Thursday, December 30, 2010

Duncan takes a final curtsy on the Clyde.

Back on the south side of the river Clyde, we passed Shieldhall and came to the King George the Fifth dock. Estuary control had already warned us that the coaster MV Boisterous was making her way up river to the KGV dock but she was already moored by the time we arrived. We had already seen her making her way up the Clyde when we left shuttle cars at Port Glasgow.

MV Boisterous is a 59m x 9m general cargo ship that plies the west coast of Scotland, Northern Ireland and the North Irish Sea carrying loads such as logs and lime. The riverside quay was piled with loads of scrap metal for export and huge piles of rock salt, imported from the salt mines in Northern Ireland for the winter roads.
The KGV dock has a wide mouth which allows large ships to manoeuvre inside. There were no cargo ships but the Caledonian MacBrayne car ferry MV Coruisk was tied up for the winter inside.  In summer she services the Mallaig to Armadale route to the Isle of Skye. In the winter she is a relief vessel for the Dunoon and Rothesay ferries

Down from KGV dock, we came to Braehead Quay. This no longer services ships but is a temple of modern consumerism, i.e. the Braehead Shopping Centre.  The long grey building beyond the curved roofs of the shops houses Xscape, a sports centre with a 200m snow slope and one of the tallest climbing walls in Europe. As a nod to the Clyde's past, the brick building is the Clydebuilt Museum. It was funded by the Shopping Centre for the last 10 years, possibly as a conditional part of the  Centre's planning permission.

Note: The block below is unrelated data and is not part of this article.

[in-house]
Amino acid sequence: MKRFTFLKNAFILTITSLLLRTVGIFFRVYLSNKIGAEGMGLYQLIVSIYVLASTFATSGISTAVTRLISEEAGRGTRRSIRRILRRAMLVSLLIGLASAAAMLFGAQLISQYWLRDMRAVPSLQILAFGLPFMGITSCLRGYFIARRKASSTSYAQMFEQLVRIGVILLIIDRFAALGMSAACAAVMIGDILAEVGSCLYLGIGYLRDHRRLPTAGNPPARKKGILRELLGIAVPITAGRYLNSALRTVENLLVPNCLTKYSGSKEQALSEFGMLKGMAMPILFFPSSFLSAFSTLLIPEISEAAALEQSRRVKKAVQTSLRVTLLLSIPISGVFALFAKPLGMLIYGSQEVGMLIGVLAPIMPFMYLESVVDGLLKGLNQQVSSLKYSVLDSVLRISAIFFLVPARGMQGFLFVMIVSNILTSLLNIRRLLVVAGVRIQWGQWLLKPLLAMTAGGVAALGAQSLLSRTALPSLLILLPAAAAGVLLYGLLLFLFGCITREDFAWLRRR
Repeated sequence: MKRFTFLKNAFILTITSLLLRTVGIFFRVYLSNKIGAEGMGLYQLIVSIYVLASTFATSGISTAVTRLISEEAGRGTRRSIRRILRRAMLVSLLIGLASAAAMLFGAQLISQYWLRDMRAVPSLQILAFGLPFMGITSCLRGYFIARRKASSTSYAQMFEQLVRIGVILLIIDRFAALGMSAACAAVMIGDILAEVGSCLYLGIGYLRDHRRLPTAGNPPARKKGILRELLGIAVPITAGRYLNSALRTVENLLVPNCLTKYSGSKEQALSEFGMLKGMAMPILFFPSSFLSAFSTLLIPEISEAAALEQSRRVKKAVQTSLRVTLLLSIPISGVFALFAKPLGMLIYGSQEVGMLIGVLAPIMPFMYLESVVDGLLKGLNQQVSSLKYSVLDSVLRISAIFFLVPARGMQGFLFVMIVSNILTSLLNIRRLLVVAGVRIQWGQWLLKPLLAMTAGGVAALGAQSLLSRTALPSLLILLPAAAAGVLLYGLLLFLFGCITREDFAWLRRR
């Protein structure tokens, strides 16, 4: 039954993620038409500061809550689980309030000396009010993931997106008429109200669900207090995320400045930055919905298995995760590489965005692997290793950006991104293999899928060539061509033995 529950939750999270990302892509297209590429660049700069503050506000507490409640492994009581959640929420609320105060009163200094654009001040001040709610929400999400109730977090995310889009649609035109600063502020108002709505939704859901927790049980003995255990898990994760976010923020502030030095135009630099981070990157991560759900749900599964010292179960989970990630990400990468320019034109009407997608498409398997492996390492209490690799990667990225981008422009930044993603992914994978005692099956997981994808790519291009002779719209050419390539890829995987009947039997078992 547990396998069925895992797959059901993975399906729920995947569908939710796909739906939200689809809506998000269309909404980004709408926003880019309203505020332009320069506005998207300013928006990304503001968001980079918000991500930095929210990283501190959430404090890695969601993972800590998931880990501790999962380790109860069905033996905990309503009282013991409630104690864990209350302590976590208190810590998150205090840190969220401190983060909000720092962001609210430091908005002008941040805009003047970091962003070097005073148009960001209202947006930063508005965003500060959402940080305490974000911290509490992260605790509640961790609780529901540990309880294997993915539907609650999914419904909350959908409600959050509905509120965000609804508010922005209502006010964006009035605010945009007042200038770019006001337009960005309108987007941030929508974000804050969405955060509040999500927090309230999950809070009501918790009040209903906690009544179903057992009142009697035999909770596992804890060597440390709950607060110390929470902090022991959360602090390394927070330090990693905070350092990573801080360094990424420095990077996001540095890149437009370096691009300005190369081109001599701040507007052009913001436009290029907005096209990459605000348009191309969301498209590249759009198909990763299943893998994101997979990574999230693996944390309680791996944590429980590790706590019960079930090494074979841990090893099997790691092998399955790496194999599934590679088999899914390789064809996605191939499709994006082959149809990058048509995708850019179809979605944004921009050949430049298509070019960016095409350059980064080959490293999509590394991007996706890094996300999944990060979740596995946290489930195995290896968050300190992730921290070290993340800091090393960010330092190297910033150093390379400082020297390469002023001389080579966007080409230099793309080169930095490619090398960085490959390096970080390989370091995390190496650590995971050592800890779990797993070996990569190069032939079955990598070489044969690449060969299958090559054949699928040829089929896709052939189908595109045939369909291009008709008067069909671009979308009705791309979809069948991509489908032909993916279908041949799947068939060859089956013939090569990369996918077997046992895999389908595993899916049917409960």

Now the Shopping Centre have pulled the plug on the museum and it is shut for good, just like the ship yards it was built to commemorate. Now the Brae-lians probably don't even know there is a river behind the shops.

Giving up on entrance to the museum, we crunched through the ice to the north bank again. Thankfully a shipyard on the Scotstoun side is still building ships. It is the former Yarrow yard, which opened in 1904. It is now part of BAE systems that own the Govan yard further upstream.

The yard fits all the high tech bits to the naval ships which are assembled and launched at the Govan yard. This is HMS Dragon, which is undergoing  final outfitting. We recently saw her on the Clyde undergoing sea trials off Arran.

 The Dragon is a nice touch on her bows!

HMS Dragon was launched in November 2008  and will shortly enter service with the Royal Navy.

In the berth next to Dragon the most recently launched sister ship, HMS Duncan is fitting out. She was launched from the Govan yard in October 2010. It is likely that she will be the last ship to take a curtsy at end of a traditional slipway launch on the Clyde. All future Clyde ships will be built in dry docks. HMS Duncan is named to honour Admiral Adam Duncan, who was victorious in a battle with the Dutch fleet in 1797.
Downstream of HMS Duncan, a third type 45 destroyer is fitting out. She is HMS Defender and was launched from Govan in October 2009.

So far there had been so much interest that we had covered only 10km in 3hours10minutes and still had 21km to go. We had better get our skates on, literally, the river was still frozen!